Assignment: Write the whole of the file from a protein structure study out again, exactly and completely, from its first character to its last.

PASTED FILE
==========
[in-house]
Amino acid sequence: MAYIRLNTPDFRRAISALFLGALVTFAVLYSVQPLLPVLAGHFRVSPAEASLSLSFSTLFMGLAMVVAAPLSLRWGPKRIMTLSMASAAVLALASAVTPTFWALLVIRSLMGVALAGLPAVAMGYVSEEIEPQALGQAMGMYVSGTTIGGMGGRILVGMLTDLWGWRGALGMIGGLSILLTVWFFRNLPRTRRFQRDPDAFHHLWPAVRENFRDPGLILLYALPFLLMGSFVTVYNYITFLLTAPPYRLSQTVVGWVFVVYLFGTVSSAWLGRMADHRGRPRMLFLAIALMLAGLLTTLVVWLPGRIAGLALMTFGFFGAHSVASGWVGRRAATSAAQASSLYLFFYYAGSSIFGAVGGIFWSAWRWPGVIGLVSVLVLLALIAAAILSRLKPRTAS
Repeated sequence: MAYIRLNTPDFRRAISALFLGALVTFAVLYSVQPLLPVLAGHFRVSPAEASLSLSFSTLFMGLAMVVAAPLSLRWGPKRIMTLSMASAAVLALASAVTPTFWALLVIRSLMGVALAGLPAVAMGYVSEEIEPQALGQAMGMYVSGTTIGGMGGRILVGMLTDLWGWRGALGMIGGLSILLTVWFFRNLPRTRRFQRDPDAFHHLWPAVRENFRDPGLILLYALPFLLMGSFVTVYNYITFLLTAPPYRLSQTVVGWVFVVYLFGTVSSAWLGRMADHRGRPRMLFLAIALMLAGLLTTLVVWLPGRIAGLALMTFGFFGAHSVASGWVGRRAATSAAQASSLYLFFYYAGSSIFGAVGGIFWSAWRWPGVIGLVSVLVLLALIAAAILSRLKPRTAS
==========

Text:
[in-house]
Amino acid sequence: MAYIRLNTPDFRRAISALFLGALVTFAVLYSVQPLLPVLAGHFRVSPAEASLSLSFSTLFMGLAMVVAAPLSLRWGPKRIMTLSMASAAVLALASAVTPTFWALLVIRSLMGVALAGLPAVAMGYVSEEIEPQALGQAMGMYVSGTTIGGMGGRILVGMLTDLWGWRGALGMIGGLSILLTVWFFRNLPRTRRFQRDPDAFHHLWPAVRENFRDPGLILLYALPFLLMGSFVTVYNYITFLLTAPPYRLSQTVVGWVFVVYLFGTVSSAWLGRMADHRGRPRMLFLAIALMLAGLLTTLVVWLPGRIAGLALMTFGFFGAHSVASGWVGRRAATSAAQASSLYLFFYYAGSSIFGAVGGIFWSAWRWPGVIGLVSVLVLLALIAAAILSRLKPRTAS
Repeated sequence: MAYIRLNTPDFRRAISALFLGALVTFAVLYSVQPLLPVLAGHFRVSPAEASLSLSFSTLFMGLAMVVAAPLSLRWGPKRIMTLSMASAAVLALASAVTPTFWALLVIRSLMGVALAGLPAVAMGYVSEEIEPQALGQAMGMYVSGTTIGGMGGRILVGMLTDLWGWRGALGMIGGLSILLTVWFFRNLPRTRRFQRDPDAFHHLWPAVRENFRDPGLILLYALPFLLMGSFVTVYNYITFLLTAPPYRLSQTVVGWVFVVYLFGTVSSAWLGRMADHRGRPRMLFLAIALMLAGLLTTLVVWLPGRIAGLALMTFGFFGAHSVASGWVGRRAATSAAQASSLYLFFYYAGSSIFGAVGGIFWSAWRWPGVIGLVSVLVLLALIAAAILSRLKPRTAS